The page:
Sony's Remote Play application, available on the PlayStation 4, Microsoft Windows, iOS and Android devices, was updated just prior to the PlayStation 5's launch to allow a user to remotely play their PlayStation 5 games on these other devices over a local network.
In April 2021, Sony released a new software update through which users can transfer their downloaded PS5 game to an external USB hard drive to free up space.
Sony announced a PlayStation 5 system software beta program in June 2021, similar to the Xbox Insider program, where signed-up users can receive early releases of planned updates to the console's software for testing prior to their release. One of the first major features offered in this program was support for expanding internal storage via the M.2 port, added in the beta software path in July 2021.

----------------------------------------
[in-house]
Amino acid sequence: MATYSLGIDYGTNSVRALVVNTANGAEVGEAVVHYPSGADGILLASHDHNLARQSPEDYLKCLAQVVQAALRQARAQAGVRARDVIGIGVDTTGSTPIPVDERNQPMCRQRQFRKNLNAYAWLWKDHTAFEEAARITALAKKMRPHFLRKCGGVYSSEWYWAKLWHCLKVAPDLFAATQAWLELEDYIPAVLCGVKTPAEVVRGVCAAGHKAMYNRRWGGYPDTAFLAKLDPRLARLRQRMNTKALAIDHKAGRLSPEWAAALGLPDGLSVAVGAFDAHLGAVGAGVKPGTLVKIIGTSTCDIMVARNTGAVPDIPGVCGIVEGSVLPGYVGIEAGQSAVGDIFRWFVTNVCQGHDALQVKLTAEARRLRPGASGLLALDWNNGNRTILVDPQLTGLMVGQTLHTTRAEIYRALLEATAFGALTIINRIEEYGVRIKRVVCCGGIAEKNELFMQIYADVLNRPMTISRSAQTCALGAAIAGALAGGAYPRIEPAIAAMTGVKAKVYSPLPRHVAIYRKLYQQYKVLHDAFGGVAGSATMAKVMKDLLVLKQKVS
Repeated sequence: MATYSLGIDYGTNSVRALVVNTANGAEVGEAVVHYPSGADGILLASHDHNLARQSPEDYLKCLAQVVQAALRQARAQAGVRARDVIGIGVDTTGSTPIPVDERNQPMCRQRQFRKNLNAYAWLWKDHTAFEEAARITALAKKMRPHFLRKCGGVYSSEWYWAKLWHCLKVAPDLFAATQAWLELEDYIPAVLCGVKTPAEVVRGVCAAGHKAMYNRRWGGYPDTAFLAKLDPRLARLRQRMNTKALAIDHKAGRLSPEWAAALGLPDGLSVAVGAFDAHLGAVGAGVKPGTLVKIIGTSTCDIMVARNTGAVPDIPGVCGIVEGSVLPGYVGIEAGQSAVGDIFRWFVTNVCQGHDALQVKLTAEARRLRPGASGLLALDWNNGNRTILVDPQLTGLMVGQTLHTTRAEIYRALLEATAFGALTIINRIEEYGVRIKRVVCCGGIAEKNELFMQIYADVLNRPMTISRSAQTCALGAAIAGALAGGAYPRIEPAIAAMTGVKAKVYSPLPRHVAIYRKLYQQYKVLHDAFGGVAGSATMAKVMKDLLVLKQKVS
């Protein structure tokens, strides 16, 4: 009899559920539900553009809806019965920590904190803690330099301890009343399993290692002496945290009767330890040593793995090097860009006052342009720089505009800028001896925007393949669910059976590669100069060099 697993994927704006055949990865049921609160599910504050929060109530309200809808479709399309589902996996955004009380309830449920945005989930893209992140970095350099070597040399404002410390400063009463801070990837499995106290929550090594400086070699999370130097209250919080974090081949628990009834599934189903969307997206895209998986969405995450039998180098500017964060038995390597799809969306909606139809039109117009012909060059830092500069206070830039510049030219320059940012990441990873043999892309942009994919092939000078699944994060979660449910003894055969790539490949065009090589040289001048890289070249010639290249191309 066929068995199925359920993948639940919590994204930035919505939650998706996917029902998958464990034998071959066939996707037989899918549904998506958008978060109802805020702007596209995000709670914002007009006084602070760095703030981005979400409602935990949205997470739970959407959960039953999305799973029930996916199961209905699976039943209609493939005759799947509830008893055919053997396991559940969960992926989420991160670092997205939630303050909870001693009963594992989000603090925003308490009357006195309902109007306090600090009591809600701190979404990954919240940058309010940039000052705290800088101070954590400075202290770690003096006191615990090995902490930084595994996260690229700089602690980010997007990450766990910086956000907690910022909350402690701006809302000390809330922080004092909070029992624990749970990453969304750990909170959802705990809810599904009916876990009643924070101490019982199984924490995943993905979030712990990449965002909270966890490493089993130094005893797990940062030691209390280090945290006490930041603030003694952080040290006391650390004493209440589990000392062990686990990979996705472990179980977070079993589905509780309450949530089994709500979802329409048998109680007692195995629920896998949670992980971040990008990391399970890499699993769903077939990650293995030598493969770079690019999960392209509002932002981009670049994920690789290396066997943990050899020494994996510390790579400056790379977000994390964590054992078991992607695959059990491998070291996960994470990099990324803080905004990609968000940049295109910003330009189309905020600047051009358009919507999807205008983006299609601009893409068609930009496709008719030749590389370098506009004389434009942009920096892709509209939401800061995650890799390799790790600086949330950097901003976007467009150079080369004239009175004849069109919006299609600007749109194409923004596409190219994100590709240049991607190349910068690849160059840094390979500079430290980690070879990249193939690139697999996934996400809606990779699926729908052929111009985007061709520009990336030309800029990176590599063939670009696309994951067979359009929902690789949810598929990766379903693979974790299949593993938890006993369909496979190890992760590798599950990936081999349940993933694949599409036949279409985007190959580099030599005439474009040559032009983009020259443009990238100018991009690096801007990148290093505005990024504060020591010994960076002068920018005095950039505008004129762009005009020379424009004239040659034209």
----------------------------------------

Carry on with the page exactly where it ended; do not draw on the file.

In September 2021, Sony released a new software update offering support for the new trophy tracker, Control Center customization, 3D audio support for built-in TV speakers, internal SSD expansion and several UX enhancements.
Sony introduced Game Trials in October 2021, starting with a limited release for UK users for Death Stranding: Director's Cut and Sackboy: A Big Adventure. Users have access to download and play the full version of the game for a fixed amount of time through these Game Trials, after which they would be required to buy the game to continue playing.
Main article: List of PlayStation 5 games
Each PlayStation 5 console comes pre-installed with Astro's Playroom, a game designed to serve as a demonstration of the DualSense controller. Games are not region-locked, so games purchased in one region can be played on consoles in all regions.